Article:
The success of these clubs has shown that players from lower leagues can succeed at the top level if given the opportunity
The phrase "reassuringly expensive" once launched a lager advertising campaign and has more recently become synonymous with high-quality excellence across an eclectic assortment of fields. Along with buyers of designer clothes, fine wine, six-star hotel rooms and £60,000 kitchens, Premier League football managers are frequently open to the concept's powers of seduction.
Sometimes they do get precisely what they pay for but the disconcerting thing about England's top tier right now is that for every Yaya Touré there seems to be a Jordan Henderson, and for every Sergio Agüero an Andy Carroll.
The trick is to differentiate between authentic brilliance and over-hyped journeymen. After all, a special band of elite players apart, the great majority of professionals operating in the Premier League are often of a surprisingly similar standard.
Inevitably some end up over-priced and others undervalued. Just as the fashion stylist Gok Wan based an entire television series around asking audiences to guess – often incorrectly – which of two models was wearing a £50 outfit and which had donned a £250 designer version, neutrals are often hard pressed to tell a £10m man and a £2m signing apart.
"There's a lot of unfounded snobbishness about players who come to the Premier League from the lower divisions," Alan Pardew, Newcastle United's manager, says. "There's definitely a snobbish opinion that lower-division players will not be good enough if they step up. It's not one I share; there are players in the Championship, League One and below who can succeed at a higher level."
For proof, there is no need to look further than resolutely low-budget Norwich City and Swansea City whose teams of unknowns continue to impress after winning promotion from the Championship last summer.
Nine Januaries ago Swansea were bottom of the Football League and Arsenal top of the Premier League but, last Sunday, Brendan Rodgers's side not only beat Arsène Wenger's team 3-2 at the Liberty Stadium but, courtesy of a distinctly Barcelona-esque approach, frequently out-passed them. Even more remarkably, collectively Swansea's players boasted next to no previous top-flight experience.
Until recently, individuals such as Michael Vorm, Angel Rangel, Ashley Williams, Neil Taylor, Leon Britton and Danny Graham were hardly household names but today they sit 10th in the Premier League, one place and two points behind Norwich, who were themselves in League One two years ago.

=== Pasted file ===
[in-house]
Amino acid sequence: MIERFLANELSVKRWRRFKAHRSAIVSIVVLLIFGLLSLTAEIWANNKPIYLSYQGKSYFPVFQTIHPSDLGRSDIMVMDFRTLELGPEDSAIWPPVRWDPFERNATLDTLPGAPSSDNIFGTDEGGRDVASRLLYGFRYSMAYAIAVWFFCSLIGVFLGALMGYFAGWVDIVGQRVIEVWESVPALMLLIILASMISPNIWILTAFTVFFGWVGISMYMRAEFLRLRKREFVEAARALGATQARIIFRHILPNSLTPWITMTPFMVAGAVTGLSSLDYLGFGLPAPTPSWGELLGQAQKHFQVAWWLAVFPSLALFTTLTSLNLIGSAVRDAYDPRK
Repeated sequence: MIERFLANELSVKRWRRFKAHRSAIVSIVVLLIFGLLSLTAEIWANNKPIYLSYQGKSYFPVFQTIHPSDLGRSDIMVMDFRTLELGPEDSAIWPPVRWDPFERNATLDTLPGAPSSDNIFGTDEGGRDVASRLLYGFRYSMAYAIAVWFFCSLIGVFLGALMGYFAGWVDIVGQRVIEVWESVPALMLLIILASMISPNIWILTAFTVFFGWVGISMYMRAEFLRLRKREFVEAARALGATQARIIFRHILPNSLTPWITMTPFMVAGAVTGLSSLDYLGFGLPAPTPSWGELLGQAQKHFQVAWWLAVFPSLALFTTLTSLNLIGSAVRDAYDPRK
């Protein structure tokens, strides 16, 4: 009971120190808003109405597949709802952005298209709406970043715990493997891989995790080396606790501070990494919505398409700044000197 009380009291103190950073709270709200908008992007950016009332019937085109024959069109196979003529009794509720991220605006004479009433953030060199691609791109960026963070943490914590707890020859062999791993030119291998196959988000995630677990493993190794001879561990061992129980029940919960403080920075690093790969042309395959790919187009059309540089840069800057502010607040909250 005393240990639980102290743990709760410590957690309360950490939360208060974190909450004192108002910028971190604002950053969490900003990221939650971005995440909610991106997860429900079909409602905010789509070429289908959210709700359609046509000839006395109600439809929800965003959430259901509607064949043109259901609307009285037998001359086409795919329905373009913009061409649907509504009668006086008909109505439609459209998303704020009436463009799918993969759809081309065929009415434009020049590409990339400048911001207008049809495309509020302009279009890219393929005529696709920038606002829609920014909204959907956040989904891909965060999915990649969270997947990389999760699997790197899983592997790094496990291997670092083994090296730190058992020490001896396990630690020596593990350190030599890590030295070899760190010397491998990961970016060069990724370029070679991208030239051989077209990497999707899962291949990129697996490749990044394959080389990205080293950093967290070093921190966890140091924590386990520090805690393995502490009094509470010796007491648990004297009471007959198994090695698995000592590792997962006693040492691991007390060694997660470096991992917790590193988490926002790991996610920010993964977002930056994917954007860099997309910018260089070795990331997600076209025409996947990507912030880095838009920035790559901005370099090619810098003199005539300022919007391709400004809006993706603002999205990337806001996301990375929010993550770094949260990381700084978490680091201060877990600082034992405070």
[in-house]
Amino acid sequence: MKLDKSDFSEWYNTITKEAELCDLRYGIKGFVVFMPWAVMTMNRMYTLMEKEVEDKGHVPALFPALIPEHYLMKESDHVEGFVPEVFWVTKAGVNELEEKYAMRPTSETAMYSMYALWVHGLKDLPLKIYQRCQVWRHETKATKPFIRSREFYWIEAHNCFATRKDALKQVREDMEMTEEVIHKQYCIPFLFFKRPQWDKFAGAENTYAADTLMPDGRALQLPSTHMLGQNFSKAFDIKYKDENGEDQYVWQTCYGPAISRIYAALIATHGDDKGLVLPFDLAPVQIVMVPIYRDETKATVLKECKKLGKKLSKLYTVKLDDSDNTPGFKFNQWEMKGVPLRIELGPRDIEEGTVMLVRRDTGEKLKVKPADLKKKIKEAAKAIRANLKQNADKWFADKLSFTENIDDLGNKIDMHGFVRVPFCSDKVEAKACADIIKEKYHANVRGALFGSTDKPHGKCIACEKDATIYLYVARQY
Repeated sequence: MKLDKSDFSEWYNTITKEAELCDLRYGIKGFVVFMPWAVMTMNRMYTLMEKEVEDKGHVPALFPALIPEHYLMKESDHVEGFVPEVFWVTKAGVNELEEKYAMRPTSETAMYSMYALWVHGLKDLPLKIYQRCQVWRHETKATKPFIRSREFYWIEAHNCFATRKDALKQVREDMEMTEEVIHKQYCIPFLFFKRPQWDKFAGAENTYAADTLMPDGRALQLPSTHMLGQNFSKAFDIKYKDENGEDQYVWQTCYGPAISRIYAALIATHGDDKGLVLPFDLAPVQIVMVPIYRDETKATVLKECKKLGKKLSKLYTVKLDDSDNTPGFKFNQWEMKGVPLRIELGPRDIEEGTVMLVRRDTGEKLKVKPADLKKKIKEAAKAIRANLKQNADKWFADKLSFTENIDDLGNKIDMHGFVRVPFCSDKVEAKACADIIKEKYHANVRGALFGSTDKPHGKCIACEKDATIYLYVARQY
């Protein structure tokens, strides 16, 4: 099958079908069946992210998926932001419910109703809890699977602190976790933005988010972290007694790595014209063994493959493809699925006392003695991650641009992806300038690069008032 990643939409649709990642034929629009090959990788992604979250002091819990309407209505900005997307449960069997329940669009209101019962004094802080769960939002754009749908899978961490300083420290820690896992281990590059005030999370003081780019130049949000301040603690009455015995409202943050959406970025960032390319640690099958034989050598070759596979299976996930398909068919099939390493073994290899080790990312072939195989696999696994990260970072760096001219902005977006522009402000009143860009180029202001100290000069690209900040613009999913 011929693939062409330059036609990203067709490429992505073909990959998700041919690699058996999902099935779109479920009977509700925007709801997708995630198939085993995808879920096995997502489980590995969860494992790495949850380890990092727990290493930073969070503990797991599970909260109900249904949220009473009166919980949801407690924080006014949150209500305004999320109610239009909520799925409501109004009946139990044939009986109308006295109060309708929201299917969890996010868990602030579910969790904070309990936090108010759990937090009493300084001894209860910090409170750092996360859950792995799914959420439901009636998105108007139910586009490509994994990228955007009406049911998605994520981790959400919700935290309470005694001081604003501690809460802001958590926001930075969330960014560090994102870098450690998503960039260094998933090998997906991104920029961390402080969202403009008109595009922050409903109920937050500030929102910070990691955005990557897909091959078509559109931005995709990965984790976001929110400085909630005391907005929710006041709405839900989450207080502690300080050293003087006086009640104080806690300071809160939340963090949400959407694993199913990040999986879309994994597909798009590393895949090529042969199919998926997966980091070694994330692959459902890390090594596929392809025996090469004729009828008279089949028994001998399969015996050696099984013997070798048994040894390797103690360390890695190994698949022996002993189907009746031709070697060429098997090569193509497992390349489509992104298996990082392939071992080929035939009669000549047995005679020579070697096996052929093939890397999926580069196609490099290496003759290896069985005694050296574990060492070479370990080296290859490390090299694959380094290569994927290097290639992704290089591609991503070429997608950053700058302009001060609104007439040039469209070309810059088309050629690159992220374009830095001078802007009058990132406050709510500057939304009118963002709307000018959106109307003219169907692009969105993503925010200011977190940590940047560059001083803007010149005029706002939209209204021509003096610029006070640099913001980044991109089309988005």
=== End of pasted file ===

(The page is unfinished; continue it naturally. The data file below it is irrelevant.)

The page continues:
"Lots of our players had seen their talent previously overlooked," says Rodgers who, like his Norwich counterpart, Paul Lambert, is making light of the supposed chasm between the Championship and the Premier League. "But then the traditional British outlook on players is that they have to be over six foot, quick and strong."
At 5ft 5in, Britton – who has played in all four divisions for Swansea – is delighting in deconstructing the notion that foreign imports inevitably enjoy a monopoly on technical ability. In terms of passing accuracy, Britton's 93.3% success rate this season tops that of Barcelona's Xavi (93%). "Leon is the catalyst behind everything for us," Rodgers says. "He's the door which opens lots of things up."
After joining Arsenal's academy as a nine-year-old, Britton attended the former FA school of excellence at Lilleshall. On leaving he was sold to West Ham for £400,000, then a record for a 16-year-old, but failed to make the grade at Upton Park. "Rightly or wrongly Arsène Wenger was starting to bring in a lot of foreign players at Arsenal at that time," the midfielder says.
Although Britton was something of a child prodigy he contests the view that players cannot be coached to pass with invention and incision. "At Swansea we do a lot of two v two, three v three and four v four passing sessions in training, all in very tight areas," he says. "It improves people dramatically."
Lambert's coaching seems to have performed similar wonders with a Norwich side who won 2-1 at West Bromwich Albion last Saturday. Four players who contributed to that victory – Zak Whitbread, Russell Martin, Wes Hoolahan and the 30-year-old former tyre-fitter Grant Holt – were regulars in Norwich's League One promotion campaign, while eight other members of Lambert's squad for that match played for other League One clubs two years ago.
The winning goal came from Holt's attacking partner, Steve Morison. A £2.8m buy from Millwall last summer, the 28-year-old previously played at non-league level with Bishop's Stortford and Stevenage. "At Norwich we've got a lot of lads like Steve who've had setbacks in their careers," Holt says. "We're enjoying showing people that we're good enough to be in the Premier League."